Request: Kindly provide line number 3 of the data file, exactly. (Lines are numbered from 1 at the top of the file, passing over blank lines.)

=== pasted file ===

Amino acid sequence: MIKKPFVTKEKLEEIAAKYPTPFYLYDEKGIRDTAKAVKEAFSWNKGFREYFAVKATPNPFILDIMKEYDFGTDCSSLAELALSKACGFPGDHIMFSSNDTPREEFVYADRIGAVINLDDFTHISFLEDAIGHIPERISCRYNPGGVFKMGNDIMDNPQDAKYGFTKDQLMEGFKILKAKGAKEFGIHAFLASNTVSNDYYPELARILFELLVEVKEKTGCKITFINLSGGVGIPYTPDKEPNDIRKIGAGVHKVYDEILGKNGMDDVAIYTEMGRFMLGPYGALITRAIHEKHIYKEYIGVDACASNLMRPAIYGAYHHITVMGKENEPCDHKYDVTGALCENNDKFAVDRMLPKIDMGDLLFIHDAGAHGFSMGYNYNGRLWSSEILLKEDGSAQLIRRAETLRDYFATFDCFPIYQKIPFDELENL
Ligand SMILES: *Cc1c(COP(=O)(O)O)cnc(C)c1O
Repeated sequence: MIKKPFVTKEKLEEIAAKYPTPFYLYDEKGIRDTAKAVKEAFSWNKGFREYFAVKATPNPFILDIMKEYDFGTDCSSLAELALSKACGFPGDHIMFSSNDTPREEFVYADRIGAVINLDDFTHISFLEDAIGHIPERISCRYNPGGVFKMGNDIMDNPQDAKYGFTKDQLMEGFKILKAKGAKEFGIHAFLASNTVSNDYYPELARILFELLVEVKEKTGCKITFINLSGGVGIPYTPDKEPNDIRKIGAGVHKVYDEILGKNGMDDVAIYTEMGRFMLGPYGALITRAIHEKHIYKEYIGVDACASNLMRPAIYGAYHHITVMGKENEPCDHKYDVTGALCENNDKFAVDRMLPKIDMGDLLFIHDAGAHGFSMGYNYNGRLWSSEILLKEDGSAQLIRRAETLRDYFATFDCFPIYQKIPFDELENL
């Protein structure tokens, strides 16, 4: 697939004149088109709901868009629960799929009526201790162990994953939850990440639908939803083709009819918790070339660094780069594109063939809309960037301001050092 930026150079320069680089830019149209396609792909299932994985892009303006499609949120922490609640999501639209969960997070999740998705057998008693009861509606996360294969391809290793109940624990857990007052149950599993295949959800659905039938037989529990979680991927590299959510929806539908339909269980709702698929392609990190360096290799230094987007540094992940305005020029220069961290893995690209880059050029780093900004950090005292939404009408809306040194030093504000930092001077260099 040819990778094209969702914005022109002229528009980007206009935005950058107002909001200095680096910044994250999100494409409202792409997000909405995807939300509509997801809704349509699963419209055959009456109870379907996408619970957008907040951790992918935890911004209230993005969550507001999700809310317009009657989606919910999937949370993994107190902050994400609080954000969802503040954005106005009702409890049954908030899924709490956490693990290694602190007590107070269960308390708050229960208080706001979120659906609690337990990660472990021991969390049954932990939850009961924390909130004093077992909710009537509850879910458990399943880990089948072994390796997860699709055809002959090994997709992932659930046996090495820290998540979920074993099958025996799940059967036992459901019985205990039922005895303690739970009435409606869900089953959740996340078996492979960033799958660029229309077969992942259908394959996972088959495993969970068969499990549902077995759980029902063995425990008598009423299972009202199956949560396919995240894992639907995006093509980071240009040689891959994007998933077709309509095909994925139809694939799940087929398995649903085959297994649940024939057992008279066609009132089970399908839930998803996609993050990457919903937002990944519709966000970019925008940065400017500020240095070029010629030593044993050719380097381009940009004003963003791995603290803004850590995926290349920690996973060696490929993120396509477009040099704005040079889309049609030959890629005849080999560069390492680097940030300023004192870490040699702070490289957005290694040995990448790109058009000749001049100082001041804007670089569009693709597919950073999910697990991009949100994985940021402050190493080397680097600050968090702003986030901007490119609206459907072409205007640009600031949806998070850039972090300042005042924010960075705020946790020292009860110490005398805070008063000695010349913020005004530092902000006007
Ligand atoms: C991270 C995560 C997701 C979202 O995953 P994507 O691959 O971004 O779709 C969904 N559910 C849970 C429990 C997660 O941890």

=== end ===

Repeated sequence: MIKKPFVTKEKLEEIAAKYPTPFYLYDEKGIRDTAKAVKEAFSWNKGFREYFAVKATPNPFILDIMKEYDFGTDCSSLAELALSKACGFPGDHIMFSSNDTPREEFVYADRIGAVINLDDFTHISFLEDAIGHIPERISCRYNPGGVFKMGNDIMDNPQDAKYGFTKDQLMEGFKILKAKGAKEFGIHAFLASNTVSNDYYPELARILFELLVEVKEKTGCKITFINLSGGVGIPYTPDKEPNDIRKIGAGVHKVYDEILGKNGMDDVAIYTEMGRFMLGPYGALITRAIHEKHIYKEYIGVDACASNLMRPAIYGAYHHITVMGKENEPCDHKYDVTGALCENNDKFAVDRMLPKIDMGDLLFIHDAGAHGFSMGYNYNGRLWSSEILLKEDGSAQLIRRAETLRDYFATFDCFPIYQKIPFDELENL